SHANGHAI • Asian Tour members are yet to give the green light to the proposed merger with the European Tour and will conduct further meetings, senior golfers revealed yesterday.
Asian Tour chief executive officer Mike Kerr said last week that the players' fears had been addressed and concerns largely allayed. "We are going to partner together. We are merging the membership. We are merging the businesses," he added.
But two of Asia's leading players, though broadly in favour, said it was not a done deal yet and players needed more details before they could vote.
Thailand's Thongchai Jaidee said golfers held a meeting at the Macau Open last month after the proposed creation of a mega-tour straddling Europe and Asia.
"The main thing for me is that Asian players have a chance to improve in the future," the world No. 32 said during practice for today's BMW Masters opening round at Lake Malaren in Shanghai.
"For me, it's fine.
"Yes, there was a meeting at the Macau Open of the players where we had a lot of talking.
"A lot of people are thinking different things, that's why we have to take more time and get more information. The players haven't voted on it yet."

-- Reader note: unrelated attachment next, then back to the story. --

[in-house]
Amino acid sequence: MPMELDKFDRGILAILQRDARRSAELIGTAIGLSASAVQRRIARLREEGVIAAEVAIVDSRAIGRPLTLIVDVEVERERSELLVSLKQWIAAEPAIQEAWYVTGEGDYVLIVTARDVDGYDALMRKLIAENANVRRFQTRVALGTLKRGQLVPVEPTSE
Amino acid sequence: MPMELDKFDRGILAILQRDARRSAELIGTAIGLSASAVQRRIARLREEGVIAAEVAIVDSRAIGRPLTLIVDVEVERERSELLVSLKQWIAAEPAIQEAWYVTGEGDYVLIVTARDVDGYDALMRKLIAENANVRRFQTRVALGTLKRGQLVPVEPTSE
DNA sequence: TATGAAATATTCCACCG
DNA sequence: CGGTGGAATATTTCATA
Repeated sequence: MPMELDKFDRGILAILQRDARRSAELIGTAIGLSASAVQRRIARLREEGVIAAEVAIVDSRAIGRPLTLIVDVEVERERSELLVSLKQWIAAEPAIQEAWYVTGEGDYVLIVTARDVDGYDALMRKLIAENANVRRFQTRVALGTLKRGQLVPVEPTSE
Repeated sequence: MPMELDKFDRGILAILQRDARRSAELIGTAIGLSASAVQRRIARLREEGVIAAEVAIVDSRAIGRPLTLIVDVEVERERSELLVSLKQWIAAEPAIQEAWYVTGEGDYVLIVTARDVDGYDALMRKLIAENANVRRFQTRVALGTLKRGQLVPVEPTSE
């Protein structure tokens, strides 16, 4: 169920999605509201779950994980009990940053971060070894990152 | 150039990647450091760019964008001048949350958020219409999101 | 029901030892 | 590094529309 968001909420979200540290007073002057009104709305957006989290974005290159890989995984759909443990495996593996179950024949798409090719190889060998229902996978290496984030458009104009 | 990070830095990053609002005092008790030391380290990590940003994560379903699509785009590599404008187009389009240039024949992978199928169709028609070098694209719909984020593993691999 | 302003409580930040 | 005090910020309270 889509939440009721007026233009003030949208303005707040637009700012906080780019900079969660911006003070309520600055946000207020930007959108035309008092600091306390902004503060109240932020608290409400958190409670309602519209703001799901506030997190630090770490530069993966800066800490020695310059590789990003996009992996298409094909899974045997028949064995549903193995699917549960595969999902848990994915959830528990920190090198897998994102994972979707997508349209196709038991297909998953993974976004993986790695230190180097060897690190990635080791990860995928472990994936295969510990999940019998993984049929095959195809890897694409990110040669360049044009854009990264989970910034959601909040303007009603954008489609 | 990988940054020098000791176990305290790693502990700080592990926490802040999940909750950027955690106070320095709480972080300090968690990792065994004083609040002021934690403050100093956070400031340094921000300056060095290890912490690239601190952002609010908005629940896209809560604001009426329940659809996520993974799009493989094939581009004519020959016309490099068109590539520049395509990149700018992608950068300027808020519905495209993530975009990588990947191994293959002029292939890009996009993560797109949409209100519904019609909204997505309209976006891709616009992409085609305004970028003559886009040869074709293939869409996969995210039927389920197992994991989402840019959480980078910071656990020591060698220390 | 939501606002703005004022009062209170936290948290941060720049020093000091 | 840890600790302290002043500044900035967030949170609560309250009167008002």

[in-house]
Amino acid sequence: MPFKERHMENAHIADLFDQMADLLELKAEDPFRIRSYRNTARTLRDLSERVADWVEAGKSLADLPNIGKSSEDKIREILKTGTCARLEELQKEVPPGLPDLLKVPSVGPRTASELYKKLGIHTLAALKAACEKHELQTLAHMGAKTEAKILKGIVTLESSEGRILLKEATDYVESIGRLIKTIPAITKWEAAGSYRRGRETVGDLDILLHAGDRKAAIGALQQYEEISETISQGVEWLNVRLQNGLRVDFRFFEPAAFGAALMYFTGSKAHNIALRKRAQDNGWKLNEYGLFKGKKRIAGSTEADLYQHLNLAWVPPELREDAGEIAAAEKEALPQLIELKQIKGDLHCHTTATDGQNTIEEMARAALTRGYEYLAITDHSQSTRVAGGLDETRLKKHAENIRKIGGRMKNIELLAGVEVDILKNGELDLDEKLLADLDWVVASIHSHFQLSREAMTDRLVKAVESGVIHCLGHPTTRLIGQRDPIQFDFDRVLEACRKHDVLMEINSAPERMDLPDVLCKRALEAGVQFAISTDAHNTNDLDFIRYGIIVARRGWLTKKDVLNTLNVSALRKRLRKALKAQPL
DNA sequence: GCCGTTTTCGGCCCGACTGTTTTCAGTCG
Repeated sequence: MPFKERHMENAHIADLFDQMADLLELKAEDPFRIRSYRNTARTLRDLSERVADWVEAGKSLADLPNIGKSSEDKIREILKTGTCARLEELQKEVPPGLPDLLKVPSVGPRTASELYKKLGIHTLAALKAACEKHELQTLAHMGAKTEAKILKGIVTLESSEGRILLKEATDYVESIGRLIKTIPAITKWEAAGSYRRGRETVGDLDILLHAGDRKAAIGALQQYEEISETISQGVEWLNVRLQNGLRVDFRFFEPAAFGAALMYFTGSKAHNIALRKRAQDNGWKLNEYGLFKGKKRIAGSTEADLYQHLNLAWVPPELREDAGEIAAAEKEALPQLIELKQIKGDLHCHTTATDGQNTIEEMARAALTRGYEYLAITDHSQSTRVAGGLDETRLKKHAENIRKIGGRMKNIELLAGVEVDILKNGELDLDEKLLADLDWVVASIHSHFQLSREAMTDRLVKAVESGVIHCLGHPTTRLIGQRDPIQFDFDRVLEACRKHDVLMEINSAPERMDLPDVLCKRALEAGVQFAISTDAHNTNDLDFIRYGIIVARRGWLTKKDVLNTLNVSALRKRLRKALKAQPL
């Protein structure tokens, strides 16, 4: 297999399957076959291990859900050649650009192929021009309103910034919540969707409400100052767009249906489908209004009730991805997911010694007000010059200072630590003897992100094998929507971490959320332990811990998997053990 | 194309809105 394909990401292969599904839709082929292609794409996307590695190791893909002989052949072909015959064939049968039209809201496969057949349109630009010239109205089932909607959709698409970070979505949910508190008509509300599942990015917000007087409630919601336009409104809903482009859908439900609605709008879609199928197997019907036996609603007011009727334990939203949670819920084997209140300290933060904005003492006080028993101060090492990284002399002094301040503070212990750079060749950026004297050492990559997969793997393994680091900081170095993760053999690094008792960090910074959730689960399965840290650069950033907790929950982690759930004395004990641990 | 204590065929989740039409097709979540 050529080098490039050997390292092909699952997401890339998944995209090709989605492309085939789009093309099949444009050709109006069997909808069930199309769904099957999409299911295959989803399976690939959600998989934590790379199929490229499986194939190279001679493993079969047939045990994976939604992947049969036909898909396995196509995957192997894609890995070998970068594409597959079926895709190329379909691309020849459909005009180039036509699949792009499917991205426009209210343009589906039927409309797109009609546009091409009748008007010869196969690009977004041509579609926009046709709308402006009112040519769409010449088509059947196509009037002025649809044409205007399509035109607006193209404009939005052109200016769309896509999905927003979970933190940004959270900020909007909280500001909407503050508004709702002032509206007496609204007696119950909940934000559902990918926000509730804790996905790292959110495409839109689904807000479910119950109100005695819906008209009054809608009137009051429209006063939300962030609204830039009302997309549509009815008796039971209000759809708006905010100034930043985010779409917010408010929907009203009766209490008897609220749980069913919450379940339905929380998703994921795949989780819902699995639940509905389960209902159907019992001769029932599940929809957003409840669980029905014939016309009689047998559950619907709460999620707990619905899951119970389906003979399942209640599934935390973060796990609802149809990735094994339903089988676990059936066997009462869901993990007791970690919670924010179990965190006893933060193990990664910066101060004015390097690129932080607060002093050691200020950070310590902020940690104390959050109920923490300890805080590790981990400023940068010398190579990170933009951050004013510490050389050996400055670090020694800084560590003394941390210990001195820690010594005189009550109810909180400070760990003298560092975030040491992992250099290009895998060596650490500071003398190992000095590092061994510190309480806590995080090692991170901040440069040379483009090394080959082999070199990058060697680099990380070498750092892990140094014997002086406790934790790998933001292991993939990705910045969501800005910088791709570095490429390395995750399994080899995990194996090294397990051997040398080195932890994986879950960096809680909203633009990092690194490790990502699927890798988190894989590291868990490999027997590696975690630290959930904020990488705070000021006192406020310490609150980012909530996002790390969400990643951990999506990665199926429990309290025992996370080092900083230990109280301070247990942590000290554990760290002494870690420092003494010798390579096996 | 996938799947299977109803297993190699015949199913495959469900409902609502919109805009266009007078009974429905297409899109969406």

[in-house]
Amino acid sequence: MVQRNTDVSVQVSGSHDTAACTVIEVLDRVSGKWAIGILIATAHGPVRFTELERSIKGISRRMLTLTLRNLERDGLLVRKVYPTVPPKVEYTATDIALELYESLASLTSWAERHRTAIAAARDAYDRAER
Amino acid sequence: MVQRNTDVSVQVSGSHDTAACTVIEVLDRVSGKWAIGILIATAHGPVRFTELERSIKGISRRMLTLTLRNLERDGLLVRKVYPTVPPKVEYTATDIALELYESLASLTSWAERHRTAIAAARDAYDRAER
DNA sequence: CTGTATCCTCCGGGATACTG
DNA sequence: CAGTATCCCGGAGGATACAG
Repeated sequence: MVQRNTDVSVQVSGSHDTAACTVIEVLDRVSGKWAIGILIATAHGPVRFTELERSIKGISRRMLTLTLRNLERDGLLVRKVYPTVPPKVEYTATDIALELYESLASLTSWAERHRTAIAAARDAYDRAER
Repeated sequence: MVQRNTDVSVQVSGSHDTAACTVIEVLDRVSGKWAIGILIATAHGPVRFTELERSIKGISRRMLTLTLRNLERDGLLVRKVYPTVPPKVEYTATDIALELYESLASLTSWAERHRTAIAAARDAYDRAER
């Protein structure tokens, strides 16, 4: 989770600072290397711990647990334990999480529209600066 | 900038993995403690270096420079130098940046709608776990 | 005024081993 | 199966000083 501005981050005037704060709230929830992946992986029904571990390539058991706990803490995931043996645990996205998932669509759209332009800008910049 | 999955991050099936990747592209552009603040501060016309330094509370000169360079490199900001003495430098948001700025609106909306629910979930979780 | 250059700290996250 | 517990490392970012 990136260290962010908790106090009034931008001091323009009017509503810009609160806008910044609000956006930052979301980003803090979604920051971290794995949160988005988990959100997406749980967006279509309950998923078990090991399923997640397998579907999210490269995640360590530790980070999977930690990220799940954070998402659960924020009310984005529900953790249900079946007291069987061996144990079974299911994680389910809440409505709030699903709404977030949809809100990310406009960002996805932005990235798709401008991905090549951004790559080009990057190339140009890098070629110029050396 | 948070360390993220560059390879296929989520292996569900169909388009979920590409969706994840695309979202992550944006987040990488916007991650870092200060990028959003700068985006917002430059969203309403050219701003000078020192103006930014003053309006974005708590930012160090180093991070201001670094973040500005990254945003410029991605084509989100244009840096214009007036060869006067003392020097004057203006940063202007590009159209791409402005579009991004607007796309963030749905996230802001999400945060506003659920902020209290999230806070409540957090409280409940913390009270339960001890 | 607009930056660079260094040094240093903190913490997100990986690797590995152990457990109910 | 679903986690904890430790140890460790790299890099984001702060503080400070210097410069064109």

World No. 40 Kiradech Aphibarnrat said the players had been split at the Macau meeting but were now slowly coming round to accepting the deal.
"In Macau, the players didn't know the information about (the merger) so I can say 50 per cent of the Asian players on the Tour were a little bit against," he said, while confirming that Kerr did address some of the issues.
"Finally, when we were told what (the Asian Tour) were going to do, we believed it."
However, Thongchai said players would still need more convincing. "We are waiting still for our concerns to be addressed," said the 45-year-old, one of the elder statesmen of the Asian and European Tours.
"We are still waiting for the next meeting to confirm or not. There will be one more meeting, maybe in Thailand (next month) before we make our decision."
Kiradech said so long as opportunities existed for young Asian players, he would be in favour.
"I started from the Asian Tour, from small events I played full field, then I won co-sanctioned events and got to where I am.
"If (the merger) happens and all the kids can continue to play on the tour, then I think it's the right way to make young stars."
Some players have been reported as being unhappy with the way that Kerr has negotiated with the European Tour.